6 Answers 6


Prompted by the same excerpt, I asked Bill Thurston in 2011:

Can you point me somewhere where I can read about some of your mental models and structures as they relate to finite topological spaces?

His response was as follows:

As to finite topology: I don't really know a good source to read about it. However, it's standard in combinatorics to talk about the topology associated with a partially ordered set (poset), which is really the same thing: from a finite order, you get a partial order by saying $x > y$ if the closure of the point $x$ contains the point $y$, and vice versa, from a partially ordered set, you get a topology whose open sets are the order ideals $U_y = \{ x \mid x \ge y \}$. Often people go straight from that to a kind of realization, analogous to the realization of a simplicial complex or simplicial set --- the realization of a finite poset can be defined recursively by (a) the realization of a closed point is a point, and (b) the realization of the smallest closed set $V_x$ containing $x$ is the cone on the realization of $V_x \smallsetminus {x}$. You can associate with each point in the finite topology the corresponding open cone in its realization; the finite topology is then the quotient space of its realization obtained by collapsing each of these contractible open cones to a point. As a consequence, the finite topology has the same weak homotopy type as its realization.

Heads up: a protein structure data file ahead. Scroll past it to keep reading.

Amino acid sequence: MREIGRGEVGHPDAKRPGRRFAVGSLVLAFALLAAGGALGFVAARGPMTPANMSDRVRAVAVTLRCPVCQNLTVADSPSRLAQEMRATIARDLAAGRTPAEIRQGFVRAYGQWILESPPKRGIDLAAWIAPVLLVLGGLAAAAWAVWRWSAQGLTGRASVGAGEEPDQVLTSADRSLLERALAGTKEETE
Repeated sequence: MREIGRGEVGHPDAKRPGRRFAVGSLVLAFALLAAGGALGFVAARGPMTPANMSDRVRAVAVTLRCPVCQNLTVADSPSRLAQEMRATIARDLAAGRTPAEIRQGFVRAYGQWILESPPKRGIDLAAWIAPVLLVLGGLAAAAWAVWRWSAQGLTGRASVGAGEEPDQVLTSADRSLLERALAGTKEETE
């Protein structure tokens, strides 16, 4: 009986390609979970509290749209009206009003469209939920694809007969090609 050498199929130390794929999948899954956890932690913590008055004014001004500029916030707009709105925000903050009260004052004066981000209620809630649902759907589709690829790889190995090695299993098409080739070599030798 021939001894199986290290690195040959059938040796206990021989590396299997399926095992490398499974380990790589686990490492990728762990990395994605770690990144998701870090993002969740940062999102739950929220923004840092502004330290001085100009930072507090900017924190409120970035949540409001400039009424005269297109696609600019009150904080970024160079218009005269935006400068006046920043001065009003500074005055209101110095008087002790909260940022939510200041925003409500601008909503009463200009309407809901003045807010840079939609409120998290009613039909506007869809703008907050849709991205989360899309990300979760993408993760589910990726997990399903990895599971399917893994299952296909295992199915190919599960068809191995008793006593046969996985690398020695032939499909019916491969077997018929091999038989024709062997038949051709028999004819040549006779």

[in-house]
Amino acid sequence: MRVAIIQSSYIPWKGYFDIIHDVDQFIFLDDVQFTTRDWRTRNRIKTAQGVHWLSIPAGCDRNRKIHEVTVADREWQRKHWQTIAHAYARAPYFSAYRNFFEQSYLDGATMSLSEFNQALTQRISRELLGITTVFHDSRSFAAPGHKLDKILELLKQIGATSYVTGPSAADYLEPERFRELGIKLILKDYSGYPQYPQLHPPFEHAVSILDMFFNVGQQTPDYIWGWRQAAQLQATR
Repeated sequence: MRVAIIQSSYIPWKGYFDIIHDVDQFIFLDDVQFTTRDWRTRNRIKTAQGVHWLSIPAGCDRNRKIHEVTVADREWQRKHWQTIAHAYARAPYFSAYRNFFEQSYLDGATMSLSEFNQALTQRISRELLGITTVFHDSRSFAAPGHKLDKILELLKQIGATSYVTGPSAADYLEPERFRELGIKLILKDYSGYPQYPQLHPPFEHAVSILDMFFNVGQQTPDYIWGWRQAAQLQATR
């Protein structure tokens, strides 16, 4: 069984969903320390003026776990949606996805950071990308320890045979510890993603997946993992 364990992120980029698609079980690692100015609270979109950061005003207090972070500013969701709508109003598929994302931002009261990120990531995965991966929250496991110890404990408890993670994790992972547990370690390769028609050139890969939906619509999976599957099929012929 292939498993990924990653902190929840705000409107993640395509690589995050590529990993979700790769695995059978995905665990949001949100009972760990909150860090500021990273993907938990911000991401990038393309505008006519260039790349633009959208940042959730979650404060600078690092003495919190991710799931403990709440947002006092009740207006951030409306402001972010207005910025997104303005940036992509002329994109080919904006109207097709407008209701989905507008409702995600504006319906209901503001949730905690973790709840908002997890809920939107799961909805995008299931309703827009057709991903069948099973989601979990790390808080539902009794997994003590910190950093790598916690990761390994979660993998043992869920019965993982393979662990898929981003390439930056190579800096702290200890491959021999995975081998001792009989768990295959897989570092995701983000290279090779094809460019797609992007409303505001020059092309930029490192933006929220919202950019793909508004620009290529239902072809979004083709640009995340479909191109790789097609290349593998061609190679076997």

Long comment: Note that a finite topological space is nothing but a finite pre-order (order, iff the topology is $T_0$), given by $x\leq y$ iff $x\in \overline{\{y\}}$. An equivalence relation on a topological space, e.g. by considering the orbits of a group action, gives rise to a quotient space, which one endows naturally with the quotient topology, which is equivalent to a pre-order in the case where there are finitely many orbits. A good example to keep in mind is the action of a Borel subgroup $B$ on the coset space $G/B$, where $G$ is a semisimple group. Then the quotient space could be identified with the corresponding Weyl group, by Bruhat decomposition, which is thus endowed with an order, that is the Bruhat order.


As Uri Bader's answer notes, finite $T_0$ topological spaces are equivalent to finite partially ordered sets (posets). Now, combinatorialists who are interested in the topology of finite posets most commonly study the simplicial complex formed by all totally ordered subsets. While these two topologies on a poset are not exactly the same, McCord (Singular homology groups and homotopy groups of finite topological spaces) showed that there is a weak homotopy equivalence between the two. Therefore the study of the homotopy and homology of finite posets, which comprise a large class of finite simplicial complexes, is really the study of finite $T_0$ topological spaces.